Environmental experts want new conservation efforts to focus on some of Nature’s ‘ugliest’ creations.

While it is relatively easy to get money to protect attractive animals like pandas, lions, whales or puppies, human sympathies tend to wane in line with an animal’s aesthetic value.

This can create a misallocation of conservation resources, skewing them towards animals that people like rather than their less cuddly cousins, or indeed whole ecosystems.

In Australia, a recent study has shown that Australian native rodents and bats attract little research effort and funding, resulting in poor conservation and management.

The authors of the report call for conservation funding to be directed towards long-term monitoring and basic research undertakings into these species.

In a paper for the journal Mammal Review, Associate Professor Trish Fleming from Murdoch University and co-author Dr Bill Bateman from Curtin University reviewed the published literature for each of the 331 Australian mammal species.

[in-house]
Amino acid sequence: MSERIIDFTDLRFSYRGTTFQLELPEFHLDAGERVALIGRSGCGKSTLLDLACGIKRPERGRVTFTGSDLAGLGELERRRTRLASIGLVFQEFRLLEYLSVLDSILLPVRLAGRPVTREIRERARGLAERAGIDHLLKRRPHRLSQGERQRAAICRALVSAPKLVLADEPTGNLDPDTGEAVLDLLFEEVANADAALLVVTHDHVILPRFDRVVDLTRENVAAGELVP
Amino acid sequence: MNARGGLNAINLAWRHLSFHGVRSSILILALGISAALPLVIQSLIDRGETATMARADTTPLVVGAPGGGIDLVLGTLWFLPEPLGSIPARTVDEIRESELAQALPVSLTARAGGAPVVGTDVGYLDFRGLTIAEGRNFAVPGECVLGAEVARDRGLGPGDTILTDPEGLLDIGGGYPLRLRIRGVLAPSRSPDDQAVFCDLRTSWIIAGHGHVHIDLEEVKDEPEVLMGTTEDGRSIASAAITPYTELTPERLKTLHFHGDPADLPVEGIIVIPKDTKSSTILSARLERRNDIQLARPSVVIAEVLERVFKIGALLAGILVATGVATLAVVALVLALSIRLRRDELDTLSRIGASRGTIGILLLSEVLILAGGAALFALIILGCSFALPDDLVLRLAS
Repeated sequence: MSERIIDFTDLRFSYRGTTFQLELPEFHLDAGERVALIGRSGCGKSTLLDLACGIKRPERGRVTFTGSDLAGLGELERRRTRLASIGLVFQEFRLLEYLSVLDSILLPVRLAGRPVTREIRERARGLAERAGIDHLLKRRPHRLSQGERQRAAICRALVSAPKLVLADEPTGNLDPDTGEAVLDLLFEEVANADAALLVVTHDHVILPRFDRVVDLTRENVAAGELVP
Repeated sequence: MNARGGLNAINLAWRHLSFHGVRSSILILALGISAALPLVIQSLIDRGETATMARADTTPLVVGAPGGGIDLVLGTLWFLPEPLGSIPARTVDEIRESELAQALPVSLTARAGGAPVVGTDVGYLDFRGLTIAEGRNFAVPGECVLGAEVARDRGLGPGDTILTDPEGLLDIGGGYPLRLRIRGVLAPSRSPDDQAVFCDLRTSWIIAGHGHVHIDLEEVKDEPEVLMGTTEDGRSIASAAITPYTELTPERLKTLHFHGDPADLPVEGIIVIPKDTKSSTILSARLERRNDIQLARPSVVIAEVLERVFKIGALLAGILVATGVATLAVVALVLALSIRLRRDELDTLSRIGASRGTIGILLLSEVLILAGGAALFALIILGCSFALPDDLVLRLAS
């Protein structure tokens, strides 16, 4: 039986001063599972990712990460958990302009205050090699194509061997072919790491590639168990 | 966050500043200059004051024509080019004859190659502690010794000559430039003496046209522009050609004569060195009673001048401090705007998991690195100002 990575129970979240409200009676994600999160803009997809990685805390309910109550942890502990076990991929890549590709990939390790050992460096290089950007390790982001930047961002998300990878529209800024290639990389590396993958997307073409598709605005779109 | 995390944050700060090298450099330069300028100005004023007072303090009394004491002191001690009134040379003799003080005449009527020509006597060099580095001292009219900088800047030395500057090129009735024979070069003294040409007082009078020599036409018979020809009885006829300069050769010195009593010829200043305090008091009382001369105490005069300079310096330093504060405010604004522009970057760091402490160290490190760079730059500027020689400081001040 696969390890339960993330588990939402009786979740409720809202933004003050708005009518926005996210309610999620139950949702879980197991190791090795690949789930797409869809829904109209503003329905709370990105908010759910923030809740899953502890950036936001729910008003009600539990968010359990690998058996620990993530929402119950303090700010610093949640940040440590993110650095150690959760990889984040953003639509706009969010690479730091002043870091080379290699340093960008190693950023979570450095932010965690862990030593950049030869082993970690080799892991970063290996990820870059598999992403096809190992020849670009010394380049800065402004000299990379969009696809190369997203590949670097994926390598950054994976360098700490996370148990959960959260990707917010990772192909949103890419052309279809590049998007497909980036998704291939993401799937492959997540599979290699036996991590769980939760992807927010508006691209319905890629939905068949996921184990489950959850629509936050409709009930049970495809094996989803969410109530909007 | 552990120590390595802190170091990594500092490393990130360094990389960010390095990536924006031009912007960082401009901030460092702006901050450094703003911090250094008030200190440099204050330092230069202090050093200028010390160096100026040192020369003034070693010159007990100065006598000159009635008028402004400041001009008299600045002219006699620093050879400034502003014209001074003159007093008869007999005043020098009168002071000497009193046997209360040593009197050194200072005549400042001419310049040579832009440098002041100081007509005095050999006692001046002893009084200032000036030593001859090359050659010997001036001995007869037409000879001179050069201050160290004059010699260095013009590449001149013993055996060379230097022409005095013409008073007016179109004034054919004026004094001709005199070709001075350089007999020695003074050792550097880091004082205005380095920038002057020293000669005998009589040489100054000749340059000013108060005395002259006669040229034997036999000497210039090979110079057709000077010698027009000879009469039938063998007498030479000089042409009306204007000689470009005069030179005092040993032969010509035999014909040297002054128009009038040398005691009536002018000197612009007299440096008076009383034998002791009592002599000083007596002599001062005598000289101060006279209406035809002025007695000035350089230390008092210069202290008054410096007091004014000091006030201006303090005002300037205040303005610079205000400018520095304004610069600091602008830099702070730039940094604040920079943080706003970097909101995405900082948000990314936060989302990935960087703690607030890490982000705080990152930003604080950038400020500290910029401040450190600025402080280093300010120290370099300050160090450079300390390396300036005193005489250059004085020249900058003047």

They grouped the creatures into three categories: the ‘good’ (e.g. kangaroos, echidnas, koalas), the ‘bad’ (e.g. introduced and invasive species like rabbits, cats and foxes) and the ‘ugly’ (microbats and hopping mice).

Despite making up 45 per cent of the species investigated for the study, those categorised as ‘ugly’ had attracted little scientific attention.

“Current global and national conservation funding largely overlooks these species, and yet these may arguably be most in need of research effort,” said Professor Fleming.

“For the majority of species, researchers have been able to do little more than catalogue their existence. We need to document observations of their diets, habitat selection, space use and reproduction in order to identify threats and management options.

“Within Australia, Federal Government funding is largely directed towards investigating invasive species, and with no global funding to support biodiversity conservation research, Australian mammals face a significant plight.”

She also highlighted that researchers were discouraged from investigating some of the more obscure species because resulting paper submissions are likely to be turned away by the editorial boards of the highest impact international journals for being ‘parochial and of limited interest’.

The experts call for improved funding and political backing to help conservation agencies protect species and say citizen science programs could help to increase research capacity.